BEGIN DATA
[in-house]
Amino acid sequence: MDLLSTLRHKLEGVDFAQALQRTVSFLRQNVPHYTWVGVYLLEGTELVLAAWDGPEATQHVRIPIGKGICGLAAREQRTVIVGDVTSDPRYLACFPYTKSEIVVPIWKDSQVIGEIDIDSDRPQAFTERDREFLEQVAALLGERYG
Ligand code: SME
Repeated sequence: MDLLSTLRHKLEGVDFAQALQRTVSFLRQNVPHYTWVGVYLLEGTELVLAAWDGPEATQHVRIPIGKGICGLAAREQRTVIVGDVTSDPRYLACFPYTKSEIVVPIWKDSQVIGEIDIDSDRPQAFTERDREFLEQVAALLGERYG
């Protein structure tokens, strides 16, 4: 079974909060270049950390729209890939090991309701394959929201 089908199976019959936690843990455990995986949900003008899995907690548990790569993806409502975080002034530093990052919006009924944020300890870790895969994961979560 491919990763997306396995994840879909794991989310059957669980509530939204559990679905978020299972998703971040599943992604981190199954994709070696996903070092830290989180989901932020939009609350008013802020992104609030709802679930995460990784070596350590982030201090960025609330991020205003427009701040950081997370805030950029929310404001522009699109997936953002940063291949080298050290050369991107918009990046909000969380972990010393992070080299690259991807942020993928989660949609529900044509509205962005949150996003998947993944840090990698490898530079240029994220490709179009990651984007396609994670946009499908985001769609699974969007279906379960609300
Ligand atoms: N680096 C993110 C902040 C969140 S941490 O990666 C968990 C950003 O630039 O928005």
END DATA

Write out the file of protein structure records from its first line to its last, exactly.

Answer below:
[in-house]
Amino acid sequence: MDLLSTLRHKLEGVDFAQALQRTVSFLRQNVPHYTWVGVYLLEGTELVLAAWDGPEATQHVRIPIGKGICGLAAREQRTVIVGDVTSDPRYLACFPYTKSEIVVPIWKDSQVIGEIDIDSDRPQAFTERDREFLEQVAALLGERYG
Ligand code: SME
Repeated sequence: MDLLSTLRHKLEGVDFAQALQRTVSFLRQNVPHYTWVGVYLLEGTELVLAAWDGPEATQHVRIPIGKGICGLAAREQRTVIVGDVTSDPRYLACFPYTKSEIVVPIWKDSQVIGEIDIDSDRPQAFTERDREFLEQVAALLGERYG
């Protein structure tokens, strides 16, 4: 079974909060270049950390729209890939090991309701394959929201 089908199976019959936690843990455990995986949900003008899995907690548990790569993806409502975080002034530093990052919006009924944020300890870790895969994961979560 491919990763997306396995994840879909794991989310059957669980509530939204559990679905978020299972998703971040599943992604981190199954994709070696996903070092830290989180989901932020939009609350008013802020992104609030709802679930995460990784070596350590982030201090960025609330991020205003427009701040950081997370805030950029929310404001522009699109997936953002940063291949080298050290050369991107918009990046909000969380972990010393992070080299690259991807942020993928989660949609529900044509509205962005949150996003998947993944840090990698490898530079240029994220490709179009990651984007396609994670946009499908985001769609699974969007279906379960609300
Ligand atoms: N680096 C993110 C902040 C969140 S941490 O990666 C968990 C950003 O630039 O928005």